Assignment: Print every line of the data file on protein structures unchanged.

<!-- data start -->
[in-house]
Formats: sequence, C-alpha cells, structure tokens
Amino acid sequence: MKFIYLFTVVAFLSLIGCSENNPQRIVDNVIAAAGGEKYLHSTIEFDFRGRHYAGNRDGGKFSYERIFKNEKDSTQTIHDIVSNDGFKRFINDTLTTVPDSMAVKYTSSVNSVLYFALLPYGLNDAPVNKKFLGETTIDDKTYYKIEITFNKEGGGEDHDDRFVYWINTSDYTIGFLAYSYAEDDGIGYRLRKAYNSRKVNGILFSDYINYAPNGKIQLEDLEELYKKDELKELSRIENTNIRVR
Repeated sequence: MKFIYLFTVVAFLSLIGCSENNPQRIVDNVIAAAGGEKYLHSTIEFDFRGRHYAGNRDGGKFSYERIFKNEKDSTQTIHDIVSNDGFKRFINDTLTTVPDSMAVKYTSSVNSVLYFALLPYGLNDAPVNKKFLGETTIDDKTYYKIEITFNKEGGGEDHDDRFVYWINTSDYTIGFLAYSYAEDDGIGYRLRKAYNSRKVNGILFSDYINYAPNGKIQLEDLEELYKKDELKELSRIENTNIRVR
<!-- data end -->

[in-house]
Formats: sequence, C-alpha cells, structure tokens
Amino acid sequence: MKFIYLFTVVAFLSLIGCSENNPQRIVDNVIAAAGGEKYLHSTIEFDFRGRHYAGNRDGGKFSYERIFKNEKDSTQTIHDIVSNDGFKRFINDTLTTVPDSMAVKYTSSVNSVLYFALLPYGLNDAPVNKKFLGETTIDDKTYYKIEITFNKEGGGEDHDDRFVYWINTSDYTIGFLAYSYAEDDGIGYRLRKAYNSRKVNGILFSDYINYAPNGKIQLEDLEELYKKDELKELSRIENTNIRVR
Repeated sequence: MKFIYLFTVVAFLSLIGCSENNPQRIVDNVIAAAGGEKYLHSTIEFDFRGRHYAGNRDGGKFSYERIFKNEKDSTQTIHDIVSNDGFKRFINDTLTTVPDSMAVKYTSSVNSVLYFALLPYGLNDAPVNKKFLGETTIDDKTYYKIEITFNKEGGGEDHDDRFVYWINTSDYTIGFLAYSYAEDDGIGYRLRKAYNSRKVNGILFSDYINYAPNGKIQLEDLEELYKKDELKELSRIENTNIRVR